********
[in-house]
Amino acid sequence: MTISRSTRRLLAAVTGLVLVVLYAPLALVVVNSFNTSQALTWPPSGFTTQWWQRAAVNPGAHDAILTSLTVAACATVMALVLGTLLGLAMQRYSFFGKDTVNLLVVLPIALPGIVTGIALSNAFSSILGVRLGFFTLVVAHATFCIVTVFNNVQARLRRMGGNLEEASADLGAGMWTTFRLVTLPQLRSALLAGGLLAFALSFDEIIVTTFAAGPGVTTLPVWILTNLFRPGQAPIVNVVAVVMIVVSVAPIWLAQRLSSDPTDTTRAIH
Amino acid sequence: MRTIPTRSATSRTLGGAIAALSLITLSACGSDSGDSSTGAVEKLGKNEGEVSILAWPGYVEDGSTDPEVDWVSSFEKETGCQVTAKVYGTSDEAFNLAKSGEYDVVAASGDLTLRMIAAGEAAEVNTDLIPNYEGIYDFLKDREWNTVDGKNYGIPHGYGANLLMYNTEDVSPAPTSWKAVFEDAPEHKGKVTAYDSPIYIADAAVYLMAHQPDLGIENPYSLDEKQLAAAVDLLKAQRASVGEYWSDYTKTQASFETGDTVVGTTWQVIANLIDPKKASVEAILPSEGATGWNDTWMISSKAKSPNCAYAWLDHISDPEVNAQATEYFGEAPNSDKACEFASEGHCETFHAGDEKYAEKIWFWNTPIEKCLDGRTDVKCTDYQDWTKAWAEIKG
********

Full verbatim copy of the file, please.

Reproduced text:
[in-house]
Amino acid sequence: MTISRSTRRLLAAVTGLVLVVLYAPLALVVVNSFNTSQALTWPPSGFTTQWWQRAAVNPGAHDAILTSLTVAACATVMALVLGTLLGLAMQRYSFFGKDTVNLLVVLPIALPGIVTGIALSNAFSSILGVRLGFFTLVVAHATFCIVTVFNNVQARLRRMGGNLEEASADLGAGMWTTFRLVTLPQLRSALLAGGLLAFALSFDEIIVTTFAAGPGVTTLPVWILTNLFRPGQAPIVNVVAVVMIVVSVAPIWLAQRLSSDPTDTTRAIH
Amino acid sequence: MRTIPTRSATSRTLGGAIAALSLITLSACGSDSGDSSTGAVEKLGKNEGEVSILAWPGYVEDGSTDPEVDWVSSFEKETGCQVTAKVYGTSDEAFNLAKSGEYDVVAASGDLTLRMIAAGEAAEVNTDLIPNYEGIYDFLKDREWNTVDGKNYGIPHGYGANLLMYNTEDVSPAPTSWKAVFEDAPEHKGKVTAYDSPIYIADAAVYLMAHQPDLGIENPYSLDEKQLAAAVDLLKAQRASVGEYWSDYTKTQASFETGDTVVGTTWQVIANLIDPKKASVEAILPSEGATGWNDTWMISSKAKSPNCAYAWLDHISDPEVNAQATEYFGEAPNSDKACEFASEGHCETFHAGDEKYAEKIWFWNTPIEKCLDGRTDVKCTDYQDWTKAWAEIKG